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Which brings us to a final point: we don’t all think Wal-Mart is just going to sit around and LET online retail destroy it, do we? Wal-Mart has an infrastructure and brand recognition that Amazon would kill for. Sure, Amazon might be blazing a trail to a world where people do all their shopping online, but isn’t Wal-Mart really in a better position to rule over that world than Amazon? The cautionary tale of Blockbuster Video becoming obsolete in the face of Netflix (NFLX) is a powerful one, but we don’t honestly think Wal-Mart is Blockbuster, do we?

Moving forward, it’s probably not out of the question to expect a lot more competition for online retail. And the Wal-Marts of the world, not to mention most of the more moribund retailers out there, are probably going to start flexing their own muscle in this segment in a whole new way long before Amazon’s reached the levels it seems to be shooting for.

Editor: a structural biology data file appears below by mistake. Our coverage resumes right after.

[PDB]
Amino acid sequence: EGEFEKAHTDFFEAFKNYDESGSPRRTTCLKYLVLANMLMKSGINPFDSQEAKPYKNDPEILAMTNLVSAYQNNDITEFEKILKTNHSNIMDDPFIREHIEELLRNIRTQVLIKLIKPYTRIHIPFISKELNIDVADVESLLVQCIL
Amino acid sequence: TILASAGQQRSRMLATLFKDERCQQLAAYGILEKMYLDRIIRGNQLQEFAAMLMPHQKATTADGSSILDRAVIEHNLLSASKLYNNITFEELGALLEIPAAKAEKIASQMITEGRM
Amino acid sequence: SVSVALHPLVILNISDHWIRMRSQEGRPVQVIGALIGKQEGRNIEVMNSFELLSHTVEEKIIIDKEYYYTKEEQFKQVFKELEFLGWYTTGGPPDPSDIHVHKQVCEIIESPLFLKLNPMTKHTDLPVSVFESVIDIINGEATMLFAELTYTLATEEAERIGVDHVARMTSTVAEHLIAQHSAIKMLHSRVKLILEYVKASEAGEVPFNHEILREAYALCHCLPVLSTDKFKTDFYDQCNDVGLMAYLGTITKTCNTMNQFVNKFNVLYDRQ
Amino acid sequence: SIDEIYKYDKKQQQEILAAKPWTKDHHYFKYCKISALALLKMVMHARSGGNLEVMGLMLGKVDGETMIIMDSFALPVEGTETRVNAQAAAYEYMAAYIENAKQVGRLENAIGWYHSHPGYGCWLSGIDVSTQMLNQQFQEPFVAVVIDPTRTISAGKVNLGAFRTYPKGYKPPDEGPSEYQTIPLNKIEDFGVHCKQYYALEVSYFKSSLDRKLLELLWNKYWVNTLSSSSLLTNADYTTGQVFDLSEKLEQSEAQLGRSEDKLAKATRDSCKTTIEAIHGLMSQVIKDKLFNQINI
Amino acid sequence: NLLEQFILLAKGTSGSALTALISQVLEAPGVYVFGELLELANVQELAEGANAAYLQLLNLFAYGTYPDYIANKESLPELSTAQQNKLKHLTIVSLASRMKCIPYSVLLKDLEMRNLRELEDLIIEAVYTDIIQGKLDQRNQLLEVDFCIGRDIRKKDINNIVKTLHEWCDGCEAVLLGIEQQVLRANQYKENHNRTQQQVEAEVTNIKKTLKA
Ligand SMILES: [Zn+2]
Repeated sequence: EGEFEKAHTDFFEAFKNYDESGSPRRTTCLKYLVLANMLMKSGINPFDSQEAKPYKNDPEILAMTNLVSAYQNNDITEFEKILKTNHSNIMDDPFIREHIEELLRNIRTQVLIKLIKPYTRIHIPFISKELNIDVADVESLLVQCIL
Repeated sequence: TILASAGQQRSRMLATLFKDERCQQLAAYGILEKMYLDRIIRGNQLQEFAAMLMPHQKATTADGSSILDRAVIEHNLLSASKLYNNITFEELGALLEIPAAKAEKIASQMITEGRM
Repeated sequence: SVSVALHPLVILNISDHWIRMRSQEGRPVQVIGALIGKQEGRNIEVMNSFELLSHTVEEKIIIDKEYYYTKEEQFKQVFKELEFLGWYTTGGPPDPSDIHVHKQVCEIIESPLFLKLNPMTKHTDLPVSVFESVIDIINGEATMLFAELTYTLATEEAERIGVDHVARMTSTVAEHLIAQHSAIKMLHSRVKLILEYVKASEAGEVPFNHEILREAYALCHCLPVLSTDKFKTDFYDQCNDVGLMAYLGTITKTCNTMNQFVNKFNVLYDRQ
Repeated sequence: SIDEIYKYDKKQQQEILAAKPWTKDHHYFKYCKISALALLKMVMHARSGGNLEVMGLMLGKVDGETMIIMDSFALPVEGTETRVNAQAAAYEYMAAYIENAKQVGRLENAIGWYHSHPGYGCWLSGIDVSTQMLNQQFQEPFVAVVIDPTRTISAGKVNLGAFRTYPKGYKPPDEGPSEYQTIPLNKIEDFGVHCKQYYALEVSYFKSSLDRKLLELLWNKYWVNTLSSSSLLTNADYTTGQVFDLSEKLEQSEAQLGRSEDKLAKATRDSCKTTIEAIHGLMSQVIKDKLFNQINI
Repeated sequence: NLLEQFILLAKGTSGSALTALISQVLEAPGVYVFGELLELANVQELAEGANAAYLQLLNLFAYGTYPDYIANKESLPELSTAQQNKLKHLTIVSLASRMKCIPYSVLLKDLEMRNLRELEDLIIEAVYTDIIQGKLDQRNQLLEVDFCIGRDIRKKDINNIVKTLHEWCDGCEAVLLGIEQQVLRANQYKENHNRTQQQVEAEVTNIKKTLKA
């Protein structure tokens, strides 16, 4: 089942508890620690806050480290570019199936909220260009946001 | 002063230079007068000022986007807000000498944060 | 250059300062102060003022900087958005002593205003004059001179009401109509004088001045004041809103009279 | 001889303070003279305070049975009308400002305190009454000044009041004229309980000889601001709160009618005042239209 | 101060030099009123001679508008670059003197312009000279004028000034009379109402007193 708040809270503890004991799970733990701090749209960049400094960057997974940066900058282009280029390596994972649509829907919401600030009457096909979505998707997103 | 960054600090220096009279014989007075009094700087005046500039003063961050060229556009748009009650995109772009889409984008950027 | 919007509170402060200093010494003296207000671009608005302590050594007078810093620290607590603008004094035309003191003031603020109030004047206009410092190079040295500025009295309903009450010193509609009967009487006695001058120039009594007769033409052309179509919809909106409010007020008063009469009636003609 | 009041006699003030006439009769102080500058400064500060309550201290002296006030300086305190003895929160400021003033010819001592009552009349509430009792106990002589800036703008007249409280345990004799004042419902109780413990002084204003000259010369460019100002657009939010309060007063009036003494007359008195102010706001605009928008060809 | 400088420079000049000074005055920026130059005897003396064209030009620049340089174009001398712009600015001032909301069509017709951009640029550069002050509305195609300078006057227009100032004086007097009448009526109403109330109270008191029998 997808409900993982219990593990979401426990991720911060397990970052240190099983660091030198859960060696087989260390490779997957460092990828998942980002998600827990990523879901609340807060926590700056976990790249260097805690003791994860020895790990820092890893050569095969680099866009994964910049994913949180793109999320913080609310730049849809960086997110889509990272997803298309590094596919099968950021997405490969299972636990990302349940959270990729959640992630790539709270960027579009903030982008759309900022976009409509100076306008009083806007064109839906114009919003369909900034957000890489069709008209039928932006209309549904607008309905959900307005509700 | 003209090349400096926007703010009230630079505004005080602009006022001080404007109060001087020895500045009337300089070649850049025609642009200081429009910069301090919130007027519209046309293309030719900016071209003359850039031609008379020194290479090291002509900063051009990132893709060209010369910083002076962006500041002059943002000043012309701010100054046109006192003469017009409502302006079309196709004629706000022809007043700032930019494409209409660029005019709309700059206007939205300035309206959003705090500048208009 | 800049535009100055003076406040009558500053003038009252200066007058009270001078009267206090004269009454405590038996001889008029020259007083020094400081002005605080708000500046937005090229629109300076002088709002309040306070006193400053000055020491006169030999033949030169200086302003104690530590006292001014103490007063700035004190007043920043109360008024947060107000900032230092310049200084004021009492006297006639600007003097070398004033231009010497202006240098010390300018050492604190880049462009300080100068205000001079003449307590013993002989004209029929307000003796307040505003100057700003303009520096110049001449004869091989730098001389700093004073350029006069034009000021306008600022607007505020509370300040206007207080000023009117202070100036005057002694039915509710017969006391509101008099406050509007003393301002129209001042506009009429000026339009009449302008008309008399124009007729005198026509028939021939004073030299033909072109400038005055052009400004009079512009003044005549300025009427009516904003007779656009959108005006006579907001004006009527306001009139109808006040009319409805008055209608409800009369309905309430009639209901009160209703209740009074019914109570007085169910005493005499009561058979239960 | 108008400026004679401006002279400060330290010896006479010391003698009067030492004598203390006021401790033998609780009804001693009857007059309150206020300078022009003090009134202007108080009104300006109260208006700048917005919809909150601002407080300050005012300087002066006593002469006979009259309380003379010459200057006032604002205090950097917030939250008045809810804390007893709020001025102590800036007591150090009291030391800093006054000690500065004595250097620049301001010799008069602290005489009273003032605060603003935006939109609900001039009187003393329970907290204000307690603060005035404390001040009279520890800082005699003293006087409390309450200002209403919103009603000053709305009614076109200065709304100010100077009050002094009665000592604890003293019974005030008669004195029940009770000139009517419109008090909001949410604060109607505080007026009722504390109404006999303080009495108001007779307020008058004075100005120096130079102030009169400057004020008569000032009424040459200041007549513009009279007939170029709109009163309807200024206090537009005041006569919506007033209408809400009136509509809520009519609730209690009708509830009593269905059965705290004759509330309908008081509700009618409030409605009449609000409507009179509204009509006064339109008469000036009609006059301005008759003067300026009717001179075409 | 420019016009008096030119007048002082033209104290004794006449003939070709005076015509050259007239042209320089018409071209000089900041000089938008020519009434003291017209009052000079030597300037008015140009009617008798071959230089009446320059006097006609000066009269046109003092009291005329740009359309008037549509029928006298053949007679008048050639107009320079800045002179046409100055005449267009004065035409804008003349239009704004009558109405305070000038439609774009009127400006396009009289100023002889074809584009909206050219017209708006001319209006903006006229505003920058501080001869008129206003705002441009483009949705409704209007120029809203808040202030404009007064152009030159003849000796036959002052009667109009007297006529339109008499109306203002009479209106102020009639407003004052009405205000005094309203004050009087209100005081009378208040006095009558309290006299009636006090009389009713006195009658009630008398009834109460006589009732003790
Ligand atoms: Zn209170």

The Bulls’ Case

We Don’t NEED Profits, Grandpa!

The idea that Amazon NEEDS to be turning a profit at this point is, to those investors putting up all this cash, quaint, quite frankly. The fact is, Amazon could be turning a profit, it’s just opting not to, instead reinvesting profits into expansion. A $41 million loss this last quarter isn’t the end of the world for Jeff Bezos and company. Not by any stretch of the imagination.

For starters, with $4.65 billion in cash on hand, they could only withstand losses like that for, oh, another 115 straight quarters before things start to get really dire (just shy of 30 years, in case you’re keeping track). More important to the people ready to pay $350 a share for Amazon, revenue and sales just keep going up. Year over year, operating cash flow was up 48 percent in Q3 of 2013. For sales, that was a 24 percent jump in the same period.

The money that’s NOT going into earnings is going to ensuring that sales keep going up that fast. So, when one invests in Amazon, you’re paying for growth, not earnings.

Total Global Domination is Expensive. Just Ask the British Empire.